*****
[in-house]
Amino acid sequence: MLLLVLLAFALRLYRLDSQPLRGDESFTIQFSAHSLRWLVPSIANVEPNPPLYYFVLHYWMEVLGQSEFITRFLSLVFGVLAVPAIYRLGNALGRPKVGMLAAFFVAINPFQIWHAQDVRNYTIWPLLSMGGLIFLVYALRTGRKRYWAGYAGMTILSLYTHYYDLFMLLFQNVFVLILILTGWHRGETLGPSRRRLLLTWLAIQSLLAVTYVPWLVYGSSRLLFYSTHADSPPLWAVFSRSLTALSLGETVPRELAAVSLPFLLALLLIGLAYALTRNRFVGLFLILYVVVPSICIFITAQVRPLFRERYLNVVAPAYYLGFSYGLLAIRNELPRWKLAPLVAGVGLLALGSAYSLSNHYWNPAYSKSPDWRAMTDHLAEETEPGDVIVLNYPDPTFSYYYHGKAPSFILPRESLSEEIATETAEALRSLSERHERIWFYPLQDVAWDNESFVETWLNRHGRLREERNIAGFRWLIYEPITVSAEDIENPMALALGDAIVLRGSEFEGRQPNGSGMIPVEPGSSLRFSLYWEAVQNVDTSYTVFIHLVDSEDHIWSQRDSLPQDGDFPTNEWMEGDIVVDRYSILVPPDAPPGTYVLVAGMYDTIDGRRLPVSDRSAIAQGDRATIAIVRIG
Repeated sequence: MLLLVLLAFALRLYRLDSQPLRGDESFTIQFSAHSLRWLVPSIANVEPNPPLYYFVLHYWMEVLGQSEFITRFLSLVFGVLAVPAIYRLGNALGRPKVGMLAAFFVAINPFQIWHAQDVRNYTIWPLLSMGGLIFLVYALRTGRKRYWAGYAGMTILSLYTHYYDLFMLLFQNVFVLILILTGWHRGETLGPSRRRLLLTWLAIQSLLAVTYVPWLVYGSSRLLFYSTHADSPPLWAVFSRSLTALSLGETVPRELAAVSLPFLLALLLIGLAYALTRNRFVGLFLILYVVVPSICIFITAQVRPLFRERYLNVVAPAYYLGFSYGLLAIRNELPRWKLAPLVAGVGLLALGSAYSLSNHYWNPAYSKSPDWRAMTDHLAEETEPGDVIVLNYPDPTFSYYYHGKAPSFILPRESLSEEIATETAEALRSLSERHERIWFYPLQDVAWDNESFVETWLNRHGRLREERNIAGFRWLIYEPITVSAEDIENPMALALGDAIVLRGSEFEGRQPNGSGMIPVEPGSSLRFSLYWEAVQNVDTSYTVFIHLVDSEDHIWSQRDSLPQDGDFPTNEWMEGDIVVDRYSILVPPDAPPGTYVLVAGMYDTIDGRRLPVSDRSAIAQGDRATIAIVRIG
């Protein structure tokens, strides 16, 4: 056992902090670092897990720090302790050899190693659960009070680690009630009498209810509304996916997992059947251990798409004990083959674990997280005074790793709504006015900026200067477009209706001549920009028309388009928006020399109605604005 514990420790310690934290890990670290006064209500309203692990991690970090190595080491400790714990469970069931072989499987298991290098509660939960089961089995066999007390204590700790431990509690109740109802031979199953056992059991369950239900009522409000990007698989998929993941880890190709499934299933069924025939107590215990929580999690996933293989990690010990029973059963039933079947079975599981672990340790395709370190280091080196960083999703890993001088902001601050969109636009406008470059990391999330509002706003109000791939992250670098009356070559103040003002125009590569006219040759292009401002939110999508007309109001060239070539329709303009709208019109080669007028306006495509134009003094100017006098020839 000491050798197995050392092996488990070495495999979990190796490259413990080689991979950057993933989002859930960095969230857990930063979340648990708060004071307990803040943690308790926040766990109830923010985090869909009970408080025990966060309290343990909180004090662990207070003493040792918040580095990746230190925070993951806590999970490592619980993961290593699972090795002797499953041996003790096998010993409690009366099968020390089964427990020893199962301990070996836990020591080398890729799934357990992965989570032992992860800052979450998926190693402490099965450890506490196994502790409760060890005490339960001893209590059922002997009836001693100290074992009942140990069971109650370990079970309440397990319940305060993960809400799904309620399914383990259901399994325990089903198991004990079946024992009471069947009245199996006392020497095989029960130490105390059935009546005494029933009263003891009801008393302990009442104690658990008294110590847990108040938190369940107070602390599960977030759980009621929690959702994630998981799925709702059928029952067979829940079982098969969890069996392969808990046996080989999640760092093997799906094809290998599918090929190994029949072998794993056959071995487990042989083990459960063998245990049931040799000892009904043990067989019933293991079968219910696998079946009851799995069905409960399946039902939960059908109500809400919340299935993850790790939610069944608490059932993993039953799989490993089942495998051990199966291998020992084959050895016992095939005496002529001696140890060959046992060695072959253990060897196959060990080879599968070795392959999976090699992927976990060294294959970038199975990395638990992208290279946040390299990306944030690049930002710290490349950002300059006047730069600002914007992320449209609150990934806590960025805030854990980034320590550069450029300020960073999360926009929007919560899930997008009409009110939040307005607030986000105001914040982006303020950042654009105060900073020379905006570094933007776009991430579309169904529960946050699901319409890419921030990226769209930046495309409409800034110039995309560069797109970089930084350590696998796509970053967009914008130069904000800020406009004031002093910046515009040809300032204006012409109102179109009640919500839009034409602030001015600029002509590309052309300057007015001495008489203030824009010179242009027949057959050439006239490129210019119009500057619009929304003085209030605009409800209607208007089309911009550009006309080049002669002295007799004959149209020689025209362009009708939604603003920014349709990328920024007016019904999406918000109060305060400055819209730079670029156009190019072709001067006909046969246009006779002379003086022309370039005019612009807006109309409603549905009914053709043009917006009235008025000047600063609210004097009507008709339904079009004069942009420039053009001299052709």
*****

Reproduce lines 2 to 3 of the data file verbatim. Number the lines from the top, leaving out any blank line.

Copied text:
Amino acid sequence: MLLLVLLAFALRLYRLDSQPLRGDESFTIQFSAHSLRWLVPSIANVEPNPPLYYFVLHYWMEVLGQSEFITRFLSLVFGVLAVPAIYRLGNALGRPKVGMLAAFFVAINPFQIWHAQDVRNYTIWPLLSMGGLIFLVYALRTGRKRYWAGYAGMTILSLYTHYYDLFMLLFQNVFVLILILTGWHRGETLGPSRRRLLLTWLAIQSLLAVTYVPWLVYGSSRLLFYSTHADSPPLWAVFSRSLTALSLGETVPRELAAVSLPFLLALLLIGLAYALTRNRFVGLFLILYVVVPSICIFITAQVRPLFRERYLNVVAPAYYLGFSYGLLAIRNELPRWKLAPLVAGVGLLALGSAYSLSNHYWNPAYSKSPDWRAMTDHLAEETEPGDVIVLNYPDPTFSYYYHGKAPSFILPRESLSEEIATETAEALRSLSERHERIWFYPLQDVAWDNESFVETWLNRHGRLREERNIAGFRWLIYEPITVSAEDIENPMALALGDAIVLRGSEFEGRQPNGSGMIPVEPGSSLRFSLYWEAVQNVDTSYTVFIHLVDSEDHIWSQRDSLPQDGDFPTNEWMEGDIVVDRYSILVPPDAPPGTYVLVAGMYDTIDGRRLPVSDRSAIAQGDRATIAIVRIG
Repeated sequence: MLLLVLLAFALRLYRLDSQPLRGDESFTIQFSAHSLRWLVPSIANVEPNPPLYYFVLHYWMEVLGQSEFITRFLSLVFGVLAVPAIYRLGNALGRPKVGMLAAFFVAINPFQIWHAQDVRNYTIWPLLSMGGLIFLVYALRTGRKRYWAGYAGMTILSLYTHYYDLFMLLFQNVFVLILILTGWHRGETLGPSRRRLLLTWLAIQSLLAVTYVPWLVYGSSRLLFYSTHADSPPLWAVFSRSLTALSLGETVPRELAAVSLPFLLALLLIGLAYALTRNRFVGLFLILYVVVPSICIFITAQVRPLFRERYLNVVAPAYYLGFSYGLLAIRNELPRWKLAPLVAGVGLLALGSAYSLSNHYWNPAYSKSPDWRAMTDHLAEETEPGDVIVLNYPDPTFSYYYHGKAPSFILPRESLSEEIATETAEALRSLSERHERIWFYPLQDVAWDNESFVETWLNRHGRLREERNIAGFRWLIYEPITVSAEDIENPMALALGDAIVLRGSEFEGRQPNGSGMIPVEPGSSLRFSLYWEAVQNVDTSYTVFIHLVDSEDHIWSQRDSLPQDGDFPTNEWMEGDIVVDRYSILVPPDAPPGTYVLVAGMYDTIDGRRLPVSDRSAIAQGDRATIAIVRIG